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Two FTSE 100 dividend shares I’d buy and hold forever

With the FTSE 100 expected to deliver an overall dividend return of 4.9% this year, and cover by earnings being stronger than it’s been for years, I reckon we’re in one of the best income investing periods I’ve seen in a long time.

Leaving out income stocks I already hold, I want to share my thoughts on two that are on my current shortlist.

Weak advertising

One is ITV (LSE: ITV), whose shares have lost more than a third of their value over the past 12 months. The malaise stems largely from falling advertising revenues, with the three months to March seeing a 7% decline — together with a similar 7% dip in overall Broadcast & Online revenue.

But that’s pretty much in line with the firm’s guidance, as chief executive Carolyn McCall stressed that “ITV’s performance in the first three months was very much as we expected.” The first half is going to look weak compared to last year too, partly due to general economic gloom, but also because it can’t really compare to the attraction of last year’s FIFA World Cup.

As Royston Wild suggests, the cancellation of the Jeremy Kyle show has raised fears for the rest of ITV’s reality show portfolio — and, though I’ve no idea why, they do keep a lot of eyes glued to screens.

But overall viewing figures are holding up well, the launch of BritBox is still on track for the second half of the year, and ITV Studios revenue is growing nicely.

Yes there are risks, and yes there could be more bumps in the road ahead. But I think there’s too much fear in a P/E of under 10, and ITV’s 6.4% dividend yield has the stock firmly in my top three to buy next.

New golden era?

The pharmaceuticals business is a prime example of a long-term business, with the lifecycle of a drug being very long — including the time it takes, coupled with huge costs, to reach commercial sales in the first place.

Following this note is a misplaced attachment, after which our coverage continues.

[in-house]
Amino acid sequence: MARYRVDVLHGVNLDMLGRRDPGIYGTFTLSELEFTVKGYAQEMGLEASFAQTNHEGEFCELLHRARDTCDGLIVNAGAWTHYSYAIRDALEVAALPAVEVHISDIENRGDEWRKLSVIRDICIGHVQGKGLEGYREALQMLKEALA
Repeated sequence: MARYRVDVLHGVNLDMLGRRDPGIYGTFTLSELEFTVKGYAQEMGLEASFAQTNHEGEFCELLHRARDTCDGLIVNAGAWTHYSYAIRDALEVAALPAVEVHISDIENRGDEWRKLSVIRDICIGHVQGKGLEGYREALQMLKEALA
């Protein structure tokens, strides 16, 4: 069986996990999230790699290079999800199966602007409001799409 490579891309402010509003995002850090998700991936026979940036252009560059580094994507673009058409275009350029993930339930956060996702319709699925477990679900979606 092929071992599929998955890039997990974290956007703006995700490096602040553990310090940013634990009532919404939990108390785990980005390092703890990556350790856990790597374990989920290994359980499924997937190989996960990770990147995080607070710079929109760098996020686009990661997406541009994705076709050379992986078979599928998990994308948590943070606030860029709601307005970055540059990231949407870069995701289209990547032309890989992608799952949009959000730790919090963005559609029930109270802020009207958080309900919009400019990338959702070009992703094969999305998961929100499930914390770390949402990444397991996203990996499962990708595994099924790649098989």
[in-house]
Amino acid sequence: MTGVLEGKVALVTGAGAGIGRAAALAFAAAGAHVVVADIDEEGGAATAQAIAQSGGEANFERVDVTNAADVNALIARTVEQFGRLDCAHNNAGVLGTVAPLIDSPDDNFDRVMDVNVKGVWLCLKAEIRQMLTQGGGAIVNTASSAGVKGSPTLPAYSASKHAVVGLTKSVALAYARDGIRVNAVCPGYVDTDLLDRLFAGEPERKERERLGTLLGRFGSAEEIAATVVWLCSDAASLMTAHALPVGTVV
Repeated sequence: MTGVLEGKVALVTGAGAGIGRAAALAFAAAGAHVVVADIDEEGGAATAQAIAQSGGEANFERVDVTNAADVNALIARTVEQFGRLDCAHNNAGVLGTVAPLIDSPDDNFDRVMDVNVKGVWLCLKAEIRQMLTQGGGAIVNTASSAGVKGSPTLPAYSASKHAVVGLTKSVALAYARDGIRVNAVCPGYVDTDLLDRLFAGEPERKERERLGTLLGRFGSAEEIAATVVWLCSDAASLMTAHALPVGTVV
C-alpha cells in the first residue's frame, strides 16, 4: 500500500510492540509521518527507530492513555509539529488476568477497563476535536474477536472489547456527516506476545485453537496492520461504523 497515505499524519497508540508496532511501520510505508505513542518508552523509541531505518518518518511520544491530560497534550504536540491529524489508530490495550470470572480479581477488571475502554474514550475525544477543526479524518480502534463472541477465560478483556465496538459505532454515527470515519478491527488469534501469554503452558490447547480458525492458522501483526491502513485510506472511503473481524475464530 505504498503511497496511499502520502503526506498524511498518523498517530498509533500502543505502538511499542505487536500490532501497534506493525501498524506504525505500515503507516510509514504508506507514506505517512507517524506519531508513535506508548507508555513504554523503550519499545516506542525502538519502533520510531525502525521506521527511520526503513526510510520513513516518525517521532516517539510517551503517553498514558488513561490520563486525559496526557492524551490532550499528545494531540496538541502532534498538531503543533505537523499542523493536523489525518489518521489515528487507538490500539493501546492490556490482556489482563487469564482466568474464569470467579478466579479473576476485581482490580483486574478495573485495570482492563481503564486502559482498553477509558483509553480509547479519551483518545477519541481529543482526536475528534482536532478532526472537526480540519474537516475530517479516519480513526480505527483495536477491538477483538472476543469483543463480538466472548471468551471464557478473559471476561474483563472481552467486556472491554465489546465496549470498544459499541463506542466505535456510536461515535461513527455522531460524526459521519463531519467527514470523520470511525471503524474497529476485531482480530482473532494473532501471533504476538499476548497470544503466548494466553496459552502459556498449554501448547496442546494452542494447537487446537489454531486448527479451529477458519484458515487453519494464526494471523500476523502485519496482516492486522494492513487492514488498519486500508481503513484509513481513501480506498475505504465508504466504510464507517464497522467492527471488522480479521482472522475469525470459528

It was always going to take GlaxoSmithKline (LSE: GSK) a good few years to recover from the loss of key patents it suffered and to get its drug development pipeline strengthened with new prospects.

The company has had a few recent years of decent, if not stellar, earnings growth. But the key thing for me is that it’s been paying dependable dividends. At a steady 80p per share per year, the yield has been fluctuating in the 5% to 6% zone depending on share price movements, with a forecast yield of 5% for this year and next.

On the cautious side, the planned drug pipeline resurgence has taken longer than expected, there’s a lot of debt, and weakening free cash flow could have an impact on the dividend. And though the dividend has been maintained, there will be a lot of investors disappointed by the company’s failure to get its earnings back to steady growth yet and get a progressive dividend policy back in place.

In short, GlaxoSmithKline is probably riskier than many people might think.

But with the shares having suffered a weak five years and on a middling P/E of around 14, I still see the risk compared to potential reward ratio as favourable.

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Alan Oscroft has no position in any of the shares mentioned. The Motley Fool UK owns shares of and has recommended GlaxoSmithKline. The Motley Fool UK has recommended ITV. Views expressed on the companies mentioned in this article are those of the writer and therefore may differ from the official recommendations we make in our subscription services such as Share Advisor, Hidden Winners and Pro. Here at The Motley Fool we believe that considering a diverse range of insights makes us better investors.